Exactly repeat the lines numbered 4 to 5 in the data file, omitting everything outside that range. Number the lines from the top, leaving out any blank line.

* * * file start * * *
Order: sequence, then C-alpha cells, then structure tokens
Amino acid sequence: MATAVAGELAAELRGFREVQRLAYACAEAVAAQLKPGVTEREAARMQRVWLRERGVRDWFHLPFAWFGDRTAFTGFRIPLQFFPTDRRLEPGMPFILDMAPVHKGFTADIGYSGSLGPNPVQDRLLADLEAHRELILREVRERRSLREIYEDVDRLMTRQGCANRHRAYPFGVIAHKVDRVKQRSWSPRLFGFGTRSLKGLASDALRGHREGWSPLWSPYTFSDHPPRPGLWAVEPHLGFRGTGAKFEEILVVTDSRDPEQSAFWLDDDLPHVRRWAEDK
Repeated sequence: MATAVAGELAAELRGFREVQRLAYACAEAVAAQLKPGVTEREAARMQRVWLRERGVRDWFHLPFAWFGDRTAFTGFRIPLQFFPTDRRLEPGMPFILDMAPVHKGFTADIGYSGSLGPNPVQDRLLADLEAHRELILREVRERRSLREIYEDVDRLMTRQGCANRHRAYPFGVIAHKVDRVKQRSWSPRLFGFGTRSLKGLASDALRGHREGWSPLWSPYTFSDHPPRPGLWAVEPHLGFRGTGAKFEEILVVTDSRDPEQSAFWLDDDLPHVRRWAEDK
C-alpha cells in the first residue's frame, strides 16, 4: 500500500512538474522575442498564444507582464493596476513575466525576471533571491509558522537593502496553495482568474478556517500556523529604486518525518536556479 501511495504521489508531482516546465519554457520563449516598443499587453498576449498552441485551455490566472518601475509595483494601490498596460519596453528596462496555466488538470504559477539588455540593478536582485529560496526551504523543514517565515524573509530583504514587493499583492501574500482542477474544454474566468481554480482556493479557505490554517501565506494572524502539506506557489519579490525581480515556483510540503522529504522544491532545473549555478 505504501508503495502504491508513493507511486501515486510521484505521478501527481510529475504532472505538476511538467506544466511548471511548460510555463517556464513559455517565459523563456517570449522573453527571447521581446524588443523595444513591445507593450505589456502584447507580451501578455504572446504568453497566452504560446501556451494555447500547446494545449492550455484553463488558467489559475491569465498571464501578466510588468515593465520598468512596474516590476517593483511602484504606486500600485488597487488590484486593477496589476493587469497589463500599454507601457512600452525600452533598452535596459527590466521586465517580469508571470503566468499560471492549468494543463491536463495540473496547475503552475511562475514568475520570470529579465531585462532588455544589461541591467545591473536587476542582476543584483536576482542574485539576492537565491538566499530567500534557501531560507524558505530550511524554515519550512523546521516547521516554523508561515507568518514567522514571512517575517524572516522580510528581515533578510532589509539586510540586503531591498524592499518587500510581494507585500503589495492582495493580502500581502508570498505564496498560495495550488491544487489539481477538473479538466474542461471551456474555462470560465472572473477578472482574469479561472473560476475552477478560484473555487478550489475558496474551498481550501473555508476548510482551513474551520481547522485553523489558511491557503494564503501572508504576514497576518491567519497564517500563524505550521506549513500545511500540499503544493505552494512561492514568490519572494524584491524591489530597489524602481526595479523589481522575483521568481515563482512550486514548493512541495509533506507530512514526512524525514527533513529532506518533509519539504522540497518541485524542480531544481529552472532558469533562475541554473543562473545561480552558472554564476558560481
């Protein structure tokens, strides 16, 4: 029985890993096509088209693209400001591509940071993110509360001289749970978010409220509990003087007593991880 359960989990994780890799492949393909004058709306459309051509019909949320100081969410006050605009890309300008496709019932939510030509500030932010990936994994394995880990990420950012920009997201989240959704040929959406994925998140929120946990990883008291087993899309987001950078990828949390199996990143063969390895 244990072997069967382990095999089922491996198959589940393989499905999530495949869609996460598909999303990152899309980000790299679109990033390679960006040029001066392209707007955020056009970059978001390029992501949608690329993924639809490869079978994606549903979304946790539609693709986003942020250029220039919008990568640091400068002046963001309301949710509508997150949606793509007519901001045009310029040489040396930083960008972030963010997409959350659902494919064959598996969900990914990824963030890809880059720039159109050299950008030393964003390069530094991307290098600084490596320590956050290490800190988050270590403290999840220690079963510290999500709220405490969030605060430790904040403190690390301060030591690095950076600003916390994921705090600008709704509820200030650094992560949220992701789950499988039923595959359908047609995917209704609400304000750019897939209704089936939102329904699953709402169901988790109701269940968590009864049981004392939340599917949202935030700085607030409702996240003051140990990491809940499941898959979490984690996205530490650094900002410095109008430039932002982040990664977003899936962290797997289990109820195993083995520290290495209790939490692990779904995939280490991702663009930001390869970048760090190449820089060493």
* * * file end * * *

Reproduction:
C-alpha cells in the first residue's frame, strides 16, 4: 500500500512538474522575442498564444507582464493596476513575466525576471533571491509558522537593502496553495482568474478556517500556523529604486518525518536556479 501511495504521489508531482516546465519554457520563449516598443499587453498576449498552441485551455490566472518601475509595483494601490498596460519596453528596462496555466488538470504559477539588455540593478536582485529560496526551504523543514517565515524573509530583504514587493499583492501574500482542477474544454474566468481554480482556493479557505490554517501565506494572524502539506506557489519579490525581480515556483510540503522529504522544491532545473549555478 505504501508503495502504491508513493507511486501515486510521484505521478501527481510529475504532472505538476511538467506544466511548471511548460510555463517556464513559455517565459523563456517570449522573453527571447521581446524588443523595444513591445507593450505589456502584447507580451501578455504572446504568453497566452504560446501556451494555447500547446494545449492550455484553463488558467489559475491569465498571464501578466510588468515593465520598468512596474516590476517593483511602484504606486500600485488597487488590484486593477496589476493587469497589463500599454507601457512600452525600452533598452535596459527590466521586465517580469508571470503566468499560471492549468494543463491536463495540473496547475503552475511562475514568475520570470529579465531585462532588455544589461541591467545591473536587476542582476543584483536576482542574485539576492537565491538566499530567500534557501531560507524558505530550511524554515519550512523546521516547521516554523508561515507568518514567522514571512517575517524572516522580510528581515533578510532589509539586510540586503531591498524592499518587500510581494507585500503589495492582495493580502500581502508570498505564496498560495495550488491544487489539481477538473479538466474542461471551456474555462470560465472572473477578472482574469479561472473560476475552477478560484473555487478550489475558496474551498481550501473555508476548510482551513474551520481547522485553523489558511491557503494564503501572508504576514497576518491567519497564517500563524505550521506549513500545511500540499503544493505552494512561492514568490519572494524584491524591489530597489524602481526595479523589481522575483521568481515563482512550486514548493512541495509533506507530512514526512524525514527533513529532506518533509519539504522540497518541485524542480531544481529552472532558469533562475541554473543562473545561480552558472554564476558560481
């Protein structure tokens, strides 16, 4: 029985890993096509088209693209400001591509940071993110509360001289749970978010409220509990003087007593991880 359960989990994780890799492949393909004058709306459309051509019909949320100081969410006050605009890309300008496709019932939510030509500030932010990936994994394995880990990420950012920009997201989240959704040929959406994925998140929120946990990883008291087993899309987001950078990828949390199996990143063969390895 244990072997069967382990095999089922491996198959589940393989499905999530495949869609996460598909999303990152899309980000790299679109990033390679960006040029001066392209707007955020056009970059978001390029992501949608690329993924639809490869079978994606549903979304946790539609693709986003942020250029220039919008990568640091400068002046963001309301949710509508997150949606793509007519901001045009310029040489040396930083960008972030963010997409959350659902494919064959598996969900990914990824963030890809880059720039159109050299950008030393964003390069530094991307290098600084490596320590956050290490800190988050270590403290999840220690079963510290999500709220405490969030605060430790904040403190690390301060030591690095950076600003916390994921705090600008709704509820200030650094992560949220992701789950499988039923595959359908047609995917209704609400304000750019897939209704089936939102329904699953709402169901988790109701269940968590009864049981004392939340599917949202935030700085607030409702996240003051140990990491809940499941898959979490984690996205530490650094900002410095109008430039932002982040990664977003899936962290797997289990109820195993083995520290290495209790939490692990779904995939280490991702663009930001390869970048760090190449820089060493």